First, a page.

The Boston Bruins are pretty loaded with young talent. At the NHL-level, the B’s have several talented young players, including Torey Krug and Malcolm Subban. However, some Boston fans are unaware of the pool of talent that the Bruins have that are still developing, including recent draft picks Jakub Zboril, Jake DeBrusk, and Zachary Senyshyn, UND goaltender (and back-up Bruins’ goalie hopeful) Zane McIntyre, and last but not least, Miami’s (Ohio) Sean Kuraly.
For those of you who have never heard of Kuraly, I’ll give you a quick run-down. Kuraly is a two-way centerman entering his senior year at Miami of Ohio, where he will captain the RedHawks next season. The 6-foot 2-inch center has received a lot of praise from hockey experts, who believe that the 22-year-old will make an impact as a third or fourth liner in the NHL next season.
At 209 pounds, Kuraly has the potential to play a Bruins-style of hockey at an NHL-level, which is just the reason that Boston traded for him earlier this offseason.
For those of you who don’t remember, the Bruins acquired Kuraly from the San Jose Sharks (along with a 2016 first-round pick) in exchange for former Kings backup goalie Martin Jones (who Boston received as a return in the Milan Lucic trade).
Now that Kuraly’s a member of the Bruins, the team thinks that there’s a lot to be excited about.
“He plays hard. He fits the mold for a Bruin and that’s what we like about him,” said Boston’s development coach Jay Pandolfo, according to ESPN.
Miami University coach Rico Blasi had similar ideas.
“He plays hard all the time. His skating is probably one of his bigger strengths, but he’s got that aggressiveness, that strength that Bruins fans are accustomed to having on their teams,” Blasi said.
“Initially, you’re wondering how he’s going to react and you make sure he’s OK. But when you analyze it, it’s a good fit, for not only Sean, but for the Bruins as well. I was really excited for him,”
As a college kid, Kuraly wasn’t expecting his name to mentioned in any trades following draft weekend.Despite being caught off-guard when hearing the news, Kuraly was excited to hear that he had been traded to Boston.
“Oh, it’s been crazy,” Kuraly said. “You never really expect as a college kid to get traded. I had development camp all set to go in San Jose, and then I get a call and I’m a Boston Bruin. It was really weird at first, but after I got my head around it I was just really excited.”
However, regardless of how excited he is, Kuraly has decided to take the smarter road, and opted to finish his senior at Miami. Many players may, and do leave school before finishing their degree. However Kuraly decided that it was best to finish the last year, develop as both a player and a person, and then move on to professional hockey.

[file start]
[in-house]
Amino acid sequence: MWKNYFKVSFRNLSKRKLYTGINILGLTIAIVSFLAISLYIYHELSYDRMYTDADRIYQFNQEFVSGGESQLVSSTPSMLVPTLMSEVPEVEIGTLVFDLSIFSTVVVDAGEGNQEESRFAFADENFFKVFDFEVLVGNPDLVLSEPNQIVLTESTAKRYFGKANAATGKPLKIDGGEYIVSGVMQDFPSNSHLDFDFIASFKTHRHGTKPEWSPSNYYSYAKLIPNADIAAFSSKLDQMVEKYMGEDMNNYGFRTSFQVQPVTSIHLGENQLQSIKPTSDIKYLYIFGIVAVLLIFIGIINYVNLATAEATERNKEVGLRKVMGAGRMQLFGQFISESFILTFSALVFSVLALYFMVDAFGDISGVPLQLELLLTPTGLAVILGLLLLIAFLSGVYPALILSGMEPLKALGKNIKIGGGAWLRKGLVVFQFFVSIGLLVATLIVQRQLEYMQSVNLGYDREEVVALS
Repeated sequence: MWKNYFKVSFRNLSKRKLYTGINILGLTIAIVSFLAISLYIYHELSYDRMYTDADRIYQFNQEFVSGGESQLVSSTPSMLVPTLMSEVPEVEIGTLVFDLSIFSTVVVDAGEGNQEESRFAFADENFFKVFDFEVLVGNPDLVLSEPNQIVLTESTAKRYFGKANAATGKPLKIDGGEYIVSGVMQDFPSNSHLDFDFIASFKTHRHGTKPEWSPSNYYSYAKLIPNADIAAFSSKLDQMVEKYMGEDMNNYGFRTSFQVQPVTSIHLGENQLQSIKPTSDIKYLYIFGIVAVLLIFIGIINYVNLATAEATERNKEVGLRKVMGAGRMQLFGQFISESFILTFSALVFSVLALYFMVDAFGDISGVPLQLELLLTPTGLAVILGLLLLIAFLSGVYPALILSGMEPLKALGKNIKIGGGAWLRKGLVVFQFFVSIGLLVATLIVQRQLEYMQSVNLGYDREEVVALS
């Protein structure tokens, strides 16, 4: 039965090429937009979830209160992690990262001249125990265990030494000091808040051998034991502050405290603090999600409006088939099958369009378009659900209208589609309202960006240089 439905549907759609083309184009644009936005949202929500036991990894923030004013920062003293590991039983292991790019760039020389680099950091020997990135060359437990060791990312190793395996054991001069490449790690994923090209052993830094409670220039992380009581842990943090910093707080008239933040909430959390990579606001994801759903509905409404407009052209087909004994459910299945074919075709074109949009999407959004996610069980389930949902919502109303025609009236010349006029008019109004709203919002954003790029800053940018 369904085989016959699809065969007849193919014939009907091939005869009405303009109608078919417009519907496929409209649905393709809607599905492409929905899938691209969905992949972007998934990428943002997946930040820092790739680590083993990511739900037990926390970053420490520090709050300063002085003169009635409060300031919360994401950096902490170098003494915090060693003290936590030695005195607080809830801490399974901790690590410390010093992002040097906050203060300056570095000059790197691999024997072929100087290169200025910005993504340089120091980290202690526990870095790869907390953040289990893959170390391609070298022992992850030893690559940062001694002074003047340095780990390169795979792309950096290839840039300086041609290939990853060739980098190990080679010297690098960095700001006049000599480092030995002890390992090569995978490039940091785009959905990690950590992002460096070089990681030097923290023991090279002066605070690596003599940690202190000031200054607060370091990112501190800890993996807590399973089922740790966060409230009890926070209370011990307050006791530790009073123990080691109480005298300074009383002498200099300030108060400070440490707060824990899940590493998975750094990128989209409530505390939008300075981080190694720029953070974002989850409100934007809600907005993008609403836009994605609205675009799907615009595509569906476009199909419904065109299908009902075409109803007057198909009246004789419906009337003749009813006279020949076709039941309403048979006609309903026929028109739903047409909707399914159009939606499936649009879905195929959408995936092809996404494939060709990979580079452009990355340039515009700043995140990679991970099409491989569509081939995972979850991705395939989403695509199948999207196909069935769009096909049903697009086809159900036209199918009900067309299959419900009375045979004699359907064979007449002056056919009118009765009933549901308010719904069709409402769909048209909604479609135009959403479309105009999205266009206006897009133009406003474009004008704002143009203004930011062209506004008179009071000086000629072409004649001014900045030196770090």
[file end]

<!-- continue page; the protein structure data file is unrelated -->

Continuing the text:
“I got in by the skin of my teeth,” Kuraly said. “So I’ve got to take advantage of that while I can,”
“To leave just doesn’t feel right, it doesn’t fit with what we stand for and how I felt, I’ve worked this hard to get this far with [school] and it’s something I feel more comfortable finishing now. I’m close enough that it will take me one more solid year and then I’ll have it for the rest of my life, and I’ll feel better about pursuing my dreams of playing hockey knowing that there is another plan if it doesn’t all work out. That will help me be a better hockey player.”
Personally, I think Kuraly’s decision to play his final year with Miami is something to be admired. Some people would say that it’s a risk to play one more year, since an injury could occur. However, it’s an equally large risk, in my opinion, to leave before getting your degree. That same injury could happen at an NHL or AHL level, and the player could be knocked out of the game, with no college degree to fall back on. On top of that, playing the final year with Miami will further develop him in an extremely strong college hockey system, both as a player, and as a person.
Rico Blasi agrees.
“He’s very unselfish,” Blasi said. “As good as a player he is on the ice, he’s a much better person off the ice. He’s just a tremendous teammate, a good communicator and understands relationships. The biggest thing, I think, as a leader you have to be able to influence in a positive way and Sean certainly has those abilities.
“He shares the vision of what we’re trying to do at Miami and that’s to be the best we can be every day, and not only hold himself to a standard, but to hold his teammates to that standard as well.”
“He understands process,” Blasi said. “He understands the commitment level that it takes to play at the National Hockey League level, and the commitment it takes to get your degree, and the commitment level it takes to be a captain, to be a good teammate, and do the best you can on a daily basis.”
While Boston fans may have to wait another year to see Kuraly make an impact for their organization, they certainly have something to be excited about.
Cam is a Broadcast Journalism student at the University of Maryland. He’s the Boston Bruins Beat Writer at The Hockey Writers, and is an avid college hockey fan. Find him on Twitter @CamHasbrouck!